Bitrise is a CI/CD platform with a main focus on mobile app development. It can also be used for running tests, setting up nightly builds, etc. In this article, we want to show you how you can add a new app on Bitrise and how to run Robot framework tests with Appium library using Bitrise on SauceLabs.
Adding a new application on Bitrise
To add a new application on Bitrise, first, you should go to https://app.bitrise.io/dashboard (before you start you should have Bitrise account).
Figure 1: Bitrise Dashboard
Click on the + and choose “App app” (Fig.1), the “Create new app” screen will be displayed. (Fig.2)
Figure 2: Create a new app page
Select your Bitrise account, set the privacy of the app (Private or Public) and click next. (Fig.2)
The “choosing repository” screen will be displayed, in this step, we will connect it to GitLab (where the Robot framework tests are stored).
From the menu, we will choose GitLab (1) (if your code is stored in some other repository like GitHub or Bitbucket you can simply specify the repository here), under Organization Repos select your Organization (2) and then click on the Repository (3) (Fig. 3).
Figure 3: Select Repository
After you have selected your repo, the “Setup repository access” screen will be displayed (Fig.4). In this step we need to set up a repository access, in order to do that first, we need to choose between Automatic or you can add your own SSH. In our article, we will go through it automatically with an auto-add SSH key.
Figure 4: Setup Repository Access
Click on “No, auto-add SSH key” button (Fig.4).
In order to connect Bitrise with GitLab we should copy the SSH key (Fig.5-1) (which we previously generated by clicking the “No, Auto-add SSH key” button, then open the GitLab settings (see SC.5-2).
Figure 5: Copy the SSH public key
After clicking the “GitLab setting” button (Fig.5-2), the page will be redirected to GitLab and “SSH Keys” page will be displayed (Fig.6). Under “Key” paste your public SSH key (that you previously copied from Bitrise) and then click on “Add Key” button.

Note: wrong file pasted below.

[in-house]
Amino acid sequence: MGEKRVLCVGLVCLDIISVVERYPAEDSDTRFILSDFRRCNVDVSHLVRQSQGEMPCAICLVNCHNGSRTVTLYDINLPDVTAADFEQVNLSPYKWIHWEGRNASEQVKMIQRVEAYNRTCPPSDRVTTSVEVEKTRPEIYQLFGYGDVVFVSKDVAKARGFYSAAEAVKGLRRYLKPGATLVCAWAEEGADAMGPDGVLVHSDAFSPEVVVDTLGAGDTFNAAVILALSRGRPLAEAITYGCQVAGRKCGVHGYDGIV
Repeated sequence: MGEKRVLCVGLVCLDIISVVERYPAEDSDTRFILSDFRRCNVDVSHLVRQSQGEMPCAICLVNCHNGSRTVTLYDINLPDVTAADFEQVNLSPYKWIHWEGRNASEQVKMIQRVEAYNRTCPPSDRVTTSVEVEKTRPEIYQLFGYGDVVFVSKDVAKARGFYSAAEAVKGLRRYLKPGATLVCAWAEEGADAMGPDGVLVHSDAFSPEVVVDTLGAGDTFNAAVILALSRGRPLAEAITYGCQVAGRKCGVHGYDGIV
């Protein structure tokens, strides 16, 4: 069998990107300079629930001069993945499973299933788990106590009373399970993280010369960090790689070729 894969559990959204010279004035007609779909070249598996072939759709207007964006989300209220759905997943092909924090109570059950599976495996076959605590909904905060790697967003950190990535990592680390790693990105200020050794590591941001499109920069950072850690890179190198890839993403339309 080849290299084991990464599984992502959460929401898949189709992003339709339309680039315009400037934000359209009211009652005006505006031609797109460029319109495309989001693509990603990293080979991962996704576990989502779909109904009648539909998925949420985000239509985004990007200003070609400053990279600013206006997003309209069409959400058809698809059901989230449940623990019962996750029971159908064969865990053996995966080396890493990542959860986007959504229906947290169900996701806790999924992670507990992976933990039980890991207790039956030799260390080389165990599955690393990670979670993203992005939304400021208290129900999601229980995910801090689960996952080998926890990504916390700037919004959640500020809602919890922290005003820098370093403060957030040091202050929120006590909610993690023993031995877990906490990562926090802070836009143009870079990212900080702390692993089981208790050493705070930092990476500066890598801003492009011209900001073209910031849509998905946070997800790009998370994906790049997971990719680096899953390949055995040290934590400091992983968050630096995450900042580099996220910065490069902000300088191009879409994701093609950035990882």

Figure 6: GitLab, SSH keys page
After the SSH key is added to your GitLab account, click on “I’ve added the SSH key” button (Fig.5-3). Once this is done, the Bitrise and Gitlab will be synchronized and Bitrise has access to the repository, so now we can clone it during the build process.
In the next step, we should choose the branch. When it comes to choosing a branch, we suggest to choose the branch where you keep the latest version of your application.
Type the branch name and then click on the button Next. (Fig.7).
Figure 7: Choose a branch
After choosing the branch you need to wait a few minutes for validation.
At the next step, the “Project build configuration” page will be displayed, here you can set up your build manually or you can click on Detected.
If you choose Auto-detect app (see SC.8-1), Bitrise will start an auto scan and validate your repository. The application will set-up based on the results of the scan, Bitrise will detect the platform type of your application based on the configuration files and if for some reason the validation fails you should set up the application manually (see SC.8-2).
Figure 8: Project build configuration
After you have selected your build configuration, the next step is to add an “app icon”. (Fig.9)
In this step, you can add a custom image from your local machine or just click on “Skip for Now” button.
Figure 9: Select App Icon
Before you finish the configuration, Bitrise will offer you to register Webhook in your repository.
Click on “Skip the Webinar registration” button (Fig.10-2) – this is the last step of the configuration.
Figure 10: Register a Webhook
Click the FINISH button at the top of the page. (Fig. 11)
Figure 11: Click the Finish button
At this point your app is successfully added, and the newly created app can be found in the Dashboard page under “APPS”.
Figure 12: Bitrise Dashboard -> Apps
Run Appium Tests Using Bitrise
Select the application which we previously added (go to Dashboard under Apps, select the app) (see Fig. 12).
Figure 13: IW Mobile App
Click on the Workflow tab. (Fig. 13)
A Quick Look Into Bitrise Workflows